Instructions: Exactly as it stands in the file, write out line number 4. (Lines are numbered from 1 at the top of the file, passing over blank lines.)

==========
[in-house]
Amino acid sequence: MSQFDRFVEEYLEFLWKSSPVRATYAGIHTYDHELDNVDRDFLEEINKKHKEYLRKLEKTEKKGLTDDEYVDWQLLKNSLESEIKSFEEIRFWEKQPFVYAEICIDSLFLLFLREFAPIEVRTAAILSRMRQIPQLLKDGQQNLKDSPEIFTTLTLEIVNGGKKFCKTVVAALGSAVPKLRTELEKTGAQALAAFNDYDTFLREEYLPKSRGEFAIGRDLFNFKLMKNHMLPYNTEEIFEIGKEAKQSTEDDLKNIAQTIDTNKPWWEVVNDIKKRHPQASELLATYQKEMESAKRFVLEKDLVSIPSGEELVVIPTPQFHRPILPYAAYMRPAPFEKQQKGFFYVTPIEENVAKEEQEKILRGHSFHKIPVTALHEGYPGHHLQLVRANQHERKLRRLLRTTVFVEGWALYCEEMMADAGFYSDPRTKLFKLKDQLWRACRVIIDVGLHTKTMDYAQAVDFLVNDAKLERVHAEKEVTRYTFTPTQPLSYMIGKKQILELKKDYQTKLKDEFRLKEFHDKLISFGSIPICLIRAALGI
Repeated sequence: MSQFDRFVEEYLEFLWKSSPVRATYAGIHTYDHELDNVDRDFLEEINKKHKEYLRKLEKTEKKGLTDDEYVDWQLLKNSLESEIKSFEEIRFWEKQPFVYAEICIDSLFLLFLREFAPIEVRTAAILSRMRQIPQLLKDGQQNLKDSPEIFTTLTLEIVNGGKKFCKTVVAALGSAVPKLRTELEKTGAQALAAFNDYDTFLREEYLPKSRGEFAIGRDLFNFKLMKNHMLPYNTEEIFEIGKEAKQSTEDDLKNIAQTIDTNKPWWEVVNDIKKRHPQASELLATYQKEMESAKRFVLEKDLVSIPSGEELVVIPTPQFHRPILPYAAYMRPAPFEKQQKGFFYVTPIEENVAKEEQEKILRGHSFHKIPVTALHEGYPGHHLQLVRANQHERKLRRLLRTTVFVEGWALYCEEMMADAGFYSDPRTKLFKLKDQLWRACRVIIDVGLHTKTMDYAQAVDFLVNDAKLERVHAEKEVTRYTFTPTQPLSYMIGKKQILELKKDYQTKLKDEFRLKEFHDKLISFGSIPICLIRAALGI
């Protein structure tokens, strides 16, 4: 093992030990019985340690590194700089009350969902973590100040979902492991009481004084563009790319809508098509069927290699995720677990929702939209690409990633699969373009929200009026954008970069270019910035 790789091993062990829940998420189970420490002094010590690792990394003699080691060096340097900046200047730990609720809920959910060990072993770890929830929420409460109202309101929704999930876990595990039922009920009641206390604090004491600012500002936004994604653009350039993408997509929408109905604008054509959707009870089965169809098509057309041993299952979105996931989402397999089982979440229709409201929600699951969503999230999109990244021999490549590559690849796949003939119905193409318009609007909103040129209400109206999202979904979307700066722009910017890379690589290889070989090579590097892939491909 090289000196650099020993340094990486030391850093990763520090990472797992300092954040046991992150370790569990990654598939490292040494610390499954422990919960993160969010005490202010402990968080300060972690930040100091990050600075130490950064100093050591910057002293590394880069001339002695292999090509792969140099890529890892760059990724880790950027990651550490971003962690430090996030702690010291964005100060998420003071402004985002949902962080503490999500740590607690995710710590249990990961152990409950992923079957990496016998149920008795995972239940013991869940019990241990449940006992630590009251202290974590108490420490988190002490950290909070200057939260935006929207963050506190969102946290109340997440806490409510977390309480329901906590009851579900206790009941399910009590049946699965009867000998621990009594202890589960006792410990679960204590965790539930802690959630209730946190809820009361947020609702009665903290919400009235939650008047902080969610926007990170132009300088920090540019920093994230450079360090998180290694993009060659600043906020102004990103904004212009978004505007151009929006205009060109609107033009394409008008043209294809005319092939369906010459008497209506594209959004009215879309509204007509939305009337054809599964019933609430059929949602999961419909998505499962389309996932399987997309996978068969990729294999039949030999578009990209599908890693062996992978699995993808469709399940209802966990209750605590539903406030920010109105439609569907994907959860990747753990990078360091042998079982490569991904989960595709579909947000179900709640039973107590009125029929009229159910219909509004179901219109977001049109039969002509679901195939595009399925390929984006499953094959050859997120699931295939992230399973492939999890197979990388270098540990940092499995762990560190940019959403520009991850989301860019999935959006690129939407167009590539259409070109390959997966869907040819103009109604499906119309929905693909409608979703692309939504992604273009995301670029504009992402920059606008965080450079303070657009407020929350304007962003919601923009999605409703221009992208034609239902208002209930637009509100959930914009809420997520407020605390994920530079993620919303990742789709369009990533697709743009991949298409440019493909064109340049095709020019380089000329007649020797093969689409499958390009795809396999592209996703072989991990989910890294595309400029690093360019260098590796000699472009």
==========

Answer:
């Protein structure tokens, strides 16, 4: 093992030990019985340690590194700089009350969902973590100040979902492991009481004084563009790319809508098509069927290699995720677990929702939209690409990633699969373009929200009026954008970069270019910035 790789091993062990829940998420189970420490002094010590690792990394003699080691060096340097900046200047730990609720809920959910060990072993770890929830929420409460109202309101929704999930876990595990039922009920009641206390604090004491600012500002936004994604653009350039993408997509929408109905604008054509959707009870089965169809098509057309041993299952979105996931989402397999089982979440229709409201929600699951969503999230999109990244021999490549590559690849796949003939119905193409318009609007909103040129209400109206999202979904979307700066722009910017890379690589290889070989090579590097892939491909 090289000196650099020993340094990486030391850093990763520090990472797992300092954040046991992150370790569990990654598939490292040494610390499954422990919960993160969010005490202010402990968080300060972690930040100091990050600075130490950064100093050591910057002293590394880069001339002695292999090509792969140099890529890892760059990724880790950027990651550490971003962690430090996030702690010291964005100060998420003071402004985002949902962080503490999500740590607690995710710590249990990961152990409950992923079957990496016998149920008795995972239940013991869940019990241990449940006992630590009251202290974590108490420490988190002490950290909070200057939260935006929207963050506190969102946290109340997440806490409510977390309480329901906590009851579900206790009941399910009590049946699965009867000998621990009594202890589960006792410990679960204590965790539930802690959630209730946190809820009361947020609702009665903290919400009235939650008047902080969610926007990170132009300088920090540019920093994230450079360090998180290694993009060659600043906020102004990103904004212009978004505007151009929006205009060109609107033009394409008008043209294809005319092939369906010459008497209506594209959004009215879309509204007509939305009337054809599964019933609430059929949602999961419909998505499962389309996932399987997309996978068969990729294999039949030999578009990209599908890693062996992978699995993808469709399940209802966990209750605590539903406030920010109105439609569907994907959860990747753990990078360091042998079982490569991904989960595709579909947000179900709640039973107590009125029929009229159910219909509004179901219109977001049109039969002509679901195939595009399925390929984006499953094959050859997120699931295939992230399973492939999890197979990388270098540990940092499995762990560190940019959403520009991850989301860019999935959006690129939407167009590539259409070109390959997966869907040819103009109604499906119309929905693909409608979703692309939504992604273009995301670029504009992402920059606008965080450079303070657009407020929350304007962003919601923009999605409703221009992208034609239902208002209930637009509100959930914009809420997520407020605390994920530079993620919303990742789709369009990533697709743009991949298409440019493909064109340049095709020019380089000329007649020797093969689409499958390009795809396999592209996703072989991990989910890294595309400029690093360019260098590796000699472009």